The search landscape is changing. Stacey tells us that 50% of searches will be voice by 2020. And the search engines we use are changing; many searches now start on Amazon instead of Google.
Hummingbird was the thing that made Stacey sit up and take note. This was all about joining the dots for users.
So how does this change what we’re doing?
In 2009, keyword research was a spreadsheet. In 2017, a keyword analysis document is more like an audience research document, where we understand the audience much more. At the same time, the breadth of keywords is continually expanding, and search continues to drive sales.
Stay away from tools… for now
The output of a tool is limited by the quality of what you put in. So the first thing we need to do is think beyond driving an immediate sale.
We can get more out of our organic traffic than revenue. We can get links, when we create great content. We can drive awareness.
Split keyword research into:
- Top of the funnel (not shopping yet)
- Mid to bottom of the funnel
- Those who aren’t thinking about your product at all
Top of the funnel
We need to identify the triggers that get our audience to need our product/service. Use a survey, incentivised if possible, of your audience. Do the same with your sales and customer service teams.
This is where we can then use the tool. Take the common triggers and then put them into a tool like Soovle.com to see how people search.
- Buzzsumo Question Analyzer
- Answer the Public
So back in 2009, you might have researched ‘washing machine’ but knowing the trigger points, you might research ‘washing machine won’t’ and create content around that. This feeds into creating audiences for remarketing.
Mid to bottom of the funnel
Start by auditing keywords that already drive traffic. Search Console is great for that – DeepCrawl now integrates with SC.
Tools to help include:
- Amazon – for products, take the information from the FAQs
- Check out competitor reviews for services – filter for 5 star, get all that content, remove common occurrences like the review site name, and then pop the rest of it into Wordclouds.com or something similar. Then you can pick out the words people tended to use in the 5 star reviews and incorporate those into your keyword strategy – experiment with using these words in AdWords ads and page titles for CTR
Keyword research for linkers and amplifiers
Look at the things people tend to search for, like journalists – so things like ‘statistics about’, ‘how many…’, ‘how much…’. All it takes is a handful of people passively coming across this content to get some new links without too much work.
This is a great way to drive links; Stacey particularly likes things around statistics.
Check rankings – even in 2017!
Yes, personalisation and localisation changes results, but as long as our keyword tracking tools are showing us pretty green arrows that correlate with increased traffic and sales, it’s all good!
- Accuranker (get a discount on this tool thanks to Stacey here)
- Search Console impressions and clicks
- Landing page traffic and conversions
- Assisted conversions (when you’re going for people before they start shopping)
Keyword research isn’t a one time job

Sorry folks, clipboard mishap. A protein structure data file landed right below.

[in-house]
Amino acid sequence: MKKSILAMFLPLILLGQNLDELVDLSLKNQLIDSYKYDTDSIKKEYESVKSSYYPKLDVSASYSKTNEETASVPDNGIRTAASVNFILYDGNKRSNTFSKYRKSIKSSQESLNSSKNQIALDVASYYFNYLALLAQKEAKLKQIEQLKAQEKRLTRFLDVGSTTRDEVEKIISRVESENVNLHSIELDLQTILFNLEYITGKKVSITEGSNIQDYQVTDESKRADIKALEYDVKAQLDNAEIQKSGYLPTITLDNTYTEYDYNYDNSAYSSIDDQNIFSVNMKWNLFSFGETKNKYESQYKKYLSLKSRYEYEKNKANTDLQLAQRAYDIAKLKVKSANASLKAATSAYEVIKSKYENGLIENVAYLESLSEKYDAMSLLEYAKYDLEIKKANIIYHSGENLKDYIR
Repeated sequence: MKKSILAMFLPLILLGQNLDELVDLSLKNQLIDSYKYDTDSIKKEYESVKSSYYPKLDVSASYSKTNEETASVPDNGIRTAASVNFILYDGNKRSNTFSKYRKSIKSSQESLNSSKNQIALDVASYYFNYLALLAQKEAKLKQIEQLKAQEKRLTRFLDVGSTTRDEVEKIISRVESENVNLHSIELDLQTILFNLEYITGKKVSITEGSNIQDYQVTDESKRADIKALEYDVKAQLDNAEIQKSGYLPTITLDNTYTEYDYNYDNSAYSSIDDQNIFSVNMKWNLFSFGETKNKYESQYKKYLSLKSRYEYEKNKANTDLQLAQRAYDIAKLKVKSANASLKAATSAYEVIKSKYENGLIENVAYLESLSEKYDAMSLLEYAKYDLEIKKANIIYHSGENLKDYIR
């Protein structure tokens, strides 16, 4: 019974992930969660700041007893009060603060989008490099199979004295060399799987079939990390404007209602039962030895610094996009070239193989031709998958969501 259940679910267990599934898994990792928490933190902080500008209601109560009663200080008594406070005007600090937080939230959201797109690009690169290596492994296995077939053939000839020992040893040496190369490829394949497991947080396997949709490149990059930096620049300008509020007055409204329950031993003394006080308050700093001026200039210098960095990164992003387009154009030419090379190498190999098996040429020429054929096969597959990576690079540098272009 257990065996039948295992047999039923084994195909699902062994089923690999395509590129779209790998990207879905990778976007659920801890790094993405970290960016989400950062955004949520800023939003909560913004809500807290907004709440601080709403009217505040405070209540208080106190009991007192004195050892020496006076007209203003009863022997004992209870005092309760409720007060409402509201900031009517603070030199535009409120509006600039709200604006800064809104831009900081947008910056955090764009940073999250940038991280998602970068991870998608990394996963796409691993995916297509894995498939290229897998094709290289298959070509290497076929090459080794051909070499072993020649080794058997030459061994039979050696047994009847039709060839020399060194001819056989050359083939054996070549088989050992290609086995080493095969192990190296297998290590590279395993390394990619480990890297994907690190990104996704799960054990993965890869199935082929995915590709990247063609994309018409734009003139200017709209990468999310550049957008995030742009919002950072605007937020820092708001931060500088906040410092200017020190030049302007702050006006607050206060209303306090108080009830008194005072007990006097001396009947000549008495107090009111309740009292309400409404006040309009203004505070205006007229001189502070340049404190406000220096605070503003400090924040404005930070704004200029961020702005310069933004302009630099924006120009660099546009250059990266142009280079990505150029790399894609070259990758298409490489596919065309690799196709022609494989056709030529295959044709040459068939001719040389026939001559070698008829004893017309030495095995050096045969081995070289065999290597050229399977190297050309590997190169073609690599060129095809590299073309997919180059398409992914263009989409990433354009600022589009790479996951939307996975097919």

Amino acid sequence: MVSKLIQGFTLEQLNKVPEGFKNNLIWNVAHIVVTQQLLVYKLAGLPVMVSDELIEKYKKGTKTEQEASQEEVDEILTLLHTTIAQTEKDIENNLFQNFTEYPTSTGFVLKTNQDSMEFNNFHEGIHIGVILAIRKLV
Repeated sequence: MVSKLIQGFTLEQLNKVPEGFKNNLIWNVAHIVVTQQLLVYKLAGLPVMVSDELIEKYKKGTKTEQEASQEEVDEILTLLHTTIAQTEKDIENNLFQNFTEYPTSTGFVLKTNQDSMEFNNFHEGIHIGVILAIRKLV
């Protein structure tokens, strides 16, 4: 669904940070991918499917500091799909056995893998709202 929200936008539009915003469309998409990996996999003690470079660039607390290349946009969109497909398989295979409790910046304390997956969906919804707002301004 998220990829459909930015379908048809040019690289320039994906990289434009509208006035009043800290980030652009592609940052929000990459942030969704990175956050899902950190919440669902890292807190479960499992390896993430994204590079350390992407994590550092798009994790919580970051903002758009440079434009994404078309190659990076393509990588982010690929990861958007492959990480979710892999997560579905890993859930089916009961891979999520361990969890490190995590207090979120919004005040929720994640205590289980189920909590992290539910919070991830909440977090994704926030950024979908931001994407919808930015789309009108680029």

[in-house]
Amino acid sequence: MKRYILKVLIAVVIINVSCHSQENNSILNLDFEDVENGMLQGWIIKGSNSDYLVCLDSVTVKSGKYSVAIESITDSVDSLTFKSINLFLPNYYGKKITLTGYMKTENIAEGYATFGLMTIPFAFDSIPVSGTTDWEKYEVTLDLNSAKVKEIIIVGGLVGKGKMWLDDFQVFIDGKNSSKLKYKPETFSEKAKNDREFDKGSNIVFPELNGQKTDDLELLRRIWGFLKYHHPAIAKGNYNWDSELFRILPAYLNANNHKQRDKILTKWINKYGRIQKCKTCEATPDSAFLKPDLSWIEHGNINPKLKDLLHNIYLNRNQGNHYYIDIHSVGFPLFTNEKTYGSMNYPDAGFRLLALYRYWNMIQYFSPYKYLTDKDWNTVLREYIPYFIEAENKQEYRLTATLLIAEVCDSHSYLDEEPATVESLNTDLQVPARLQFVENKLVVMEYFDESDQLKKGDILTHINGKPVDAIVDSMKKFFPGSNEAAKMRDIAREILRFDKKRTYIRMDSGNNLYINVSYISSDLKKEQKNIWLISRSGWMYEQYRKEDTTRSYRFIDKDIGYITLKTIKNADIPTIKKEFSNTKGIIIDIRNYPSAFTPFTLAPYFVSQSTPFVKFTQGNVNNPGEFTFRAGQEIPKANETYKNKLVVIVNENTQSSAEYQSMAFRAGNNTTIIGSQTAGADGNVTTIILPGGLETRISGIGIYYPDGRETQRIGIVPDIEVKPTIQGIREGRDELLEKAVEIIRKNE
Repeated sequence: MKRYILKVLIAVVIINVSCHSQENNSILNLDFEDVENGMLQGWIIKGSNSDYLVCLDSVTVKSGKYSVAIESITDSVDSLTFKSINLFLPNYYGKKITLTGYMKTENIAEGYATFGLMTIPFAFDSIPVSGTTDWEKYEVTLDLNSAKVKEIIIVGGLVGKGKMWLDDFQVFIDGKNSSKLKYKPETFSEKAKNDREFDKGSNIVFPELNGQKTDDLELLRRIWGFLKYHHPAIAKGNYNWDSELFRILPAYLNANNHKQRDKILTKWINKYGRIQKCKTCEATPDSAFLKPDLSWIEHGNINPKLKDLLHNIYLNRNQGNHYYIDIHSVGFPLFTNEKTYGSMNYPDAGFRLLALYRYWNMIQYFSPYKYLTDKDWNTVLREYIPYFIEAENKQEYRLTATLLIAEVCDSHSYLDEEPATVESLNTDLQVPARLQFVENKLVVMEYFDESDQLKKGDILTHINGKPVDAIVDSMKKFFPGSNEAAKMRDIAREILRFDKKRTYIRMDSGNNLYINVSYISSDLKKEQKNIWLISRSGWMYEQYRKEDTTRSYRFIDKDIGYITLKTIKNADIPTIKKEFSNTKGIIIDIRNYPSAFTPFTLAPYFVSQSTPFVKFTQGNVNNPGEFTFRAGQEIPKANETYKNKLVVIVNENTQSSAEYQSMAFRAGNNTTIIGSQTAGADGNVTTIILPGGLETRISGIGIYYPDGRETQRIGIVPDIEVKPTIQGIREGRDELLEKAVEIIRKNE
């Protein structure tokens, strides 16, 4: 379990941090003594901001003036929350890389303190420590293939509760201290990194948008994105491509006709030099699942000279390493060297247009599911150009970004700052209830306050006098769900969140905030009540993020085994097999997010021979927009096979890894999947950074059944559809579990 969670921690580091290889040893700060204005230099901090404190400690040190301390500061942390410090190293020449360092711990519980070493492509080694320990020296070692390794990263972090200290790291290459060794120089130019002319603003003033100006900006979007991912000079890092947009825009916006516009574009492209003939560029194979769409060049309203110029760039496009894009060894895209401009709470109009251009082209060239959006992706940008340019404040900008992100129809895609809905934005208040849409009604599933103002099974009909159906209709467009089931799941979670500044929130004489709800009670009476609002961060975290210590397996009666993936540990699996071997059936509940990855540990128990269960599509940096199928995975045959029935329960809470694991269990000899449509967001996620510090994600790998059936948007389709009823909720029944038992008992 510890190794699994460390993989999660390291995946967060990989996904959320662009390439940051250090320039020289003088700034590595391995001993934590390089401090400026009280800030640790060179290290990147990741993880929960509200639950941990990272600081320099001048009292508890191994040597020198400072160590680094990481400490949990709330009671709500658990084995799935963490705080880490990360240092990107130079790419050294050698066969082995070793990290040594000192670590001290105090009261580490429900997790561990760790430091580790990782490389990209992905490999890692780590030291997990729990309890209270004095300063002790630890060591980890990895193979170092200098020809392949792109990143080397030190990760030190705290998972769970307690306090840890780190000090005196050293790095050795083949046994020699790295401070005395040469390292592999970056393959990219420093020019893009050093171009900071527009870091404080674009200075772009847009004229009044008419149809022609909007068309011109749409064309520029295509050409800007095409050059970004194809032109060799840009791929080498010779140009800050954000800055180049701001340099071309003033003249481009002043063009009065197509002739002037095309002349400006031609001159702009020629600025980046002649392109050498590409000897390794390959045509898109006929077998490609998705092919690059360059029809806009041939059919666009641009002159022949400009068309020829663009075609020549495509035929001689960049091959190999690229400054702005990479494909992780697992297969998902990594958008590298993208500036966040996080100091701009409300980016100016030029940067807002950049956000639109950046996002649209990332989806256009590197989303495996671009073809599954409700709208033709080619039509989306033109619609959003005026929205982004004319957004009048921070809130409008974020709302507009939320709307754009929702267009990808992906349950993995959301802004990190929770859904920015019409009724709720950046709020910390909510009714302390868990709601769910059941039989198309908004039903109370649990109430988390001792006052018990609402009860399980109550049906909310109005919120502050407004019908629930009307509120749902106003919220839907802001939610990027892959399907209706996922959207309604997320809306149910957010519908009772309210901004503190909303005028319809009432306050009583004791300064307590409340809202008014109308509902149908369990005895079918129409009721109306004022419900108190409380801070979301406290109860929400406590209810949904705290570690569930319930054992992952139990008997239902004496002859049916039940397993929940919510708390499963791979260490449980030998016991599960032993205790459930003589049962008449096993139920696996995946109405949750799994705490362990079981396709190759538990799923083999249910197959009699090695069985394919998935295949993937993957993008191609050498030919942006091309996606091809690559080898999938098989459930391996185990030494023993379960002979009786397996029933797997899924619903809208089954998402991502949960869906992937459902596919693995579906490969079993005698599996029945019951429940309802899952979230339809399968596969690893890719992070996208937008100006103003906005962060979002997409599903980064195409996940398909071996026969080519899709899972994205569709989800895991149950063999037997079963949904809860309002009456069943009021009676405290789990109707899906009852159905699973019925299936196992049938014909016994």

Always review your strategy.
Look for new opportunities constantly.
This post is one of 25 in our Brighton SEO 2017 collection
- Brighton SEO: Rebecca Brown – Why you should scrap your content budget line
- Brighton SEO: Fili Wiese – Link building 2018
- Brighton SEO: Sophie Coley – Answering the Public
- Brighton SEO: Stacey MacNaught – Advanced Keyword Research
- Brighton SEO: Duane Forrester – Markup, User Driven Change and Your Future
- Brighton SEO: A Different Perspective on Ranking Factors, Jo Turnbull and Daniel Furch
- Brighton SEO: Christoph Cemper, How to Grow Traffic by 500%
- SMX London: Harnessing The Power Of Online Reviews – Ben Roberts
- BrightonSEO: Samantha Noble on How To Use Paid Media To Increase The Lifetime Value Of A Customer
- BrightonSEO: Arianne Donoghu – Moving Towards Audiences in a Keyword-Based World
- BrightonSEO: Sam Charles – How to incentivise bloggers without spending money
- BrightonSEO: Charlie Williams – Shop it like it’s hot; Ecommerce content that’s worth a damn
- BrightonSEO: Julia Ogden’s 10 step checklist for a show stopping distribution plan
- BrightonSEO: Sean Butcher – So You Think You Know Canonical Tags?
- BrightonSEO: Marcus Tober – Why SEO and Content Marketing must always be data-driven
- Brighton SEO: Alexandra Lever – How partnerships and sponsorships can help your search marketing efforts
- BrightonSEO: Raj Nijjer – AI and Structured Data: How voice search raises the stakes for businesses
- Brighton SEO – Advanced Local SEO Tips to Help You Murder Your Competitors – Greg Gifford
- BrightonSEO: Tony Lu – How real time dashboards can help you make better decisions
- Al Wightman – How can Google Data Studio help me? Brighton SEO 2017
- BrightonSEO 2017: The Future Of Search – @PurnaVirji talks us through a Keywordless world
- BrightonSEO: Philip Gamble on Technical SEO beyond the initial audit
- BrightonSEO: Sophie Turton – The Psychology of Language for PPC
- BrightonSEO: Marco Volpe On How To Create Your Own Dynamic Remarketing
- BrightonSEO: Sam Vandermark – Looking Beyond Paid Search For Better Biddable Results